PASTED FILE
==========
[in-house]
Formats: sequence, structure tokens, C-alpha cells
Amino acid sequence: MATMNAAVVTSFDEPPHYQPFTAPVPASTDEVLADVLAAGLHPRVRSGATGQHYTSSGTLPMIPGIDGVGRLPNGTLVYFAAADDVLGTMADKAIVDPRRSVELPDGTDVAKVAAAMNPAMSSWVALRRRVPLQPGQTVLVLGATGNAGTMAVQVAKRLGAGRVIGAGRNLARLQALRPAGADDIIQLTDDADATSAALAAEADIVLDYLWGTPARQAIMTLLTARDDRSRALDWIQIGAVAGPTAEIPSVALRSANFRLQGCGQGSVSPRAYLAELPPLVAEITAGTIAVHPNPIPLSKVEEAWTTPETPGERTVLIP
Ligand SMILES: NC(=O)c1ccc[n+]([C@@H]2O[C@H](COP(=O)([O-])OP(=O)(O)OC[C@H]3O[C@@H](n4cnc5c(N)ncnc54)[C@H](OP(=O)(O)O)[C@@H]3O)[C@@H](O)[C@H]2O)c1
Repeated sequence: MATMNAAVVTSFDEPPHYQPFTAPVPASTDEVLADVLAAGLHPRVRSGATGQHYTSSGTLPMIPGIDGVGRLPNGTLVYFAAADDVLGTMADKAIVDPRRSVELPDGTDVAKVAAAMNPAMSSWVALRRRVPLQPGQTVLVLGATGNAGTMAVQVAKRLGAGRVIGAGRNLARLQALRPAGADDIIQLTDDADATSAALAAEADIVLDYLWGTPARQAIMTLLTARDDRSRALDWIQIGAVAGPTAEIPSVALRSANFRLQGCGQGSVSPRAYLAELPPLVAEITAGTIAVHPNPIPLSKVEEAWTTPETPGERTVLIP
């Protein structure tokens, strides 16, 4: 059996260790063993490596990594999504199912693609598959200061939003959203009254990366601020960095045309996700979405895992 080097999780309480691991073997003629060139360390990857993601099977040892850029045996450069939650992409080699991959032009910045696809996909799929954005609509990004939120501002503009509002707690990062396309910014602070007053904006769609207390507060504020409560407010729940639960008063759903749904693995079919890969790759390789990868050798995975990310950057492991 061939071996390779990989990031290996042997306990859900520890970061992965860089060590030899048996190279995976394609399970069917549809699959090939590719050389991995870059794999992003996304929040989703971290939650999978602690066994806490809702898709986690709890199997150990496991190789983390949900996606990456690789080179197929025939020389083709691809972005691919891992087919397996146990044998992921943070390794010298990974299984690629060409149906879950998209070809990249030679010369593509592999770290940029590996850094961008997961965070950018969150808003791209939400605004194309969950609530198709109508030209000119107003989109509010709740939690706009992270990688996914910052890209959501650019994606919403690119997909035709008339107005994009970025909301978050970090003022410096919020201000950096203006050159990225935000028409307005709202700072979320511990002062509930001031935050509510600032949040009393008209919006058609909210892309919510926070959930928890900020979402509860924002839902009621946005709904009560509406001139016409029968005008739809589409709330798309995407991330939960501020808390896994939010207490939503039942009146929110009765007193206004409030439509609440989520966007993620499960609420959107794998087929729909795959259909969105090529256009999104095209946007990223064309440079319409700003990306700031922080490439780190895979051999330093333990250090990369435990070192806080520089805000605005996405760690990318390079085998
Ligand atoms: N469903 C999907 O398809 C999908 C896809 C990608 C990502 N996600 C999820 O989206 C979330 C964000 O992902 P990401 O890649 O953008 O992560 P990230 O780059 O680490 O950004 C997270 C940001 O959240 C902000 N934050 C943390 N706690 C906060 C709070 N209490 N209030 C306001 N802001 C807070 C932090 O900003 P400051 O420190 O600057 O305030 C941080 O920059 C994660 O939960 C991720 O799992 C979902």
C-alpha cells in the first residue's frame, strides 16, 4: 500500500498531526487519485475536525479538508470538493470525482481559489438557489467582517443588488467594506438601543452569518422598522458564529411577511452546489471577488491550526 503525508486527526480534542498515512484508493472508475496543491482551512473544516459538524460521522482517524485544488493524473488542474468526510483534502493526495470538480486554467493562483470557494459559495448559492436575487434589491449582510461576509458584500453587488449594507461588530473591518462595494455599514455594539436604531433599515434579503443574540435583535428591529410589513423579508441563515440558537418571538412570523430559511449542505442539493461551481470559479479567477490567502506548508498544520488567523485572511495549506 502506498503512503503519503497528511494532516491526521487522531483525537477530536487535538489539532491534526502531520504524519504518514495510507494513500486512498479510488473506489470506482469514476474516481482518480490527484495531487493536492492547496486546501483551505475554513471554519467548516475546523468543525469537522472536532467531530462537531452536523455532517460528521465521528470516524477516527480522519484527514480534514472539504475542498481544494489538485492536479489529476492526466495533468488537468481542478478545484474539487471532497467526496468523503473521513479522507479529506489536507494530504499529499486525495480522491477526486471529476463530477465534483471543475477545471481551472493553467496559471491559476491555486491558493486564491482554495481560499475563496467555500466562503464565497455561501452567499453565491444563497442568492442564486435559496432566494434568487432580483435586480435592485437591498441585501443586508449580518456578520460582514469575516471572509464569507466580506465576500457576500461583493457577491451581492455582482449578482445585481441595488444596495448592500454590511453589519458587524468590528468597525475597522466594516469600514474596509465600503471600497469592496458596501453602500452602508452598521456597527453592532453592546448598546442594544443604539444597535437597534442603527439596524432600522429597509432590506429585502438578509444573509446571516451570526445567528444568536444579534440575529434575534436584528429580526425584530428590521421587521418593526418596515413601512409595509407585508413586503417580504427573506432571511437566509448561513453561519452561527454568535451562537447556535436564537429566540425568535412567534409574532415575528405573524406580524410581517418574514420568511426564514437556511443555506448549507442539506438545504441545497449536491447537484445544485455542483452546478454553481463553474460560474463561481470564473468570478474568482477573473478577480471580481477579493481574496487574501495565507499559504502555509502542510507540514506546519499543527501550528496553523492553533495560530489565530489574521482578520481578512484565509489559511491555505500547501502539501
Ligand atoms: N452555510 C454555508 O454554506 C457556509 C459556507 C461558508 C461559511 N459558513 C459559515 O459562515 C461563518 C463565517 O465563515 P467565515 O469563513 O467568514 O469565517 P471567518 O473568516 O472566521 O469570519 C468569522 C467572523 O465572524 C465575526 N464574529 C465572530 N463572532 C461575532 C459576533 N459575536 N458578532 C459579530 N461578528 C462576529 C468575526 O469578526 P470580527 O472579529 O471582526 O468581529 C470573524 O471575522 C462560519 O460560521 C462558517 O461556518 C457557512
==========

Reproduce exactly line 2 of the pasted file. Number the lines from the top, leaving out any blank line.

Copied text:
Formats: sequence, structure tokens, C-alpha cells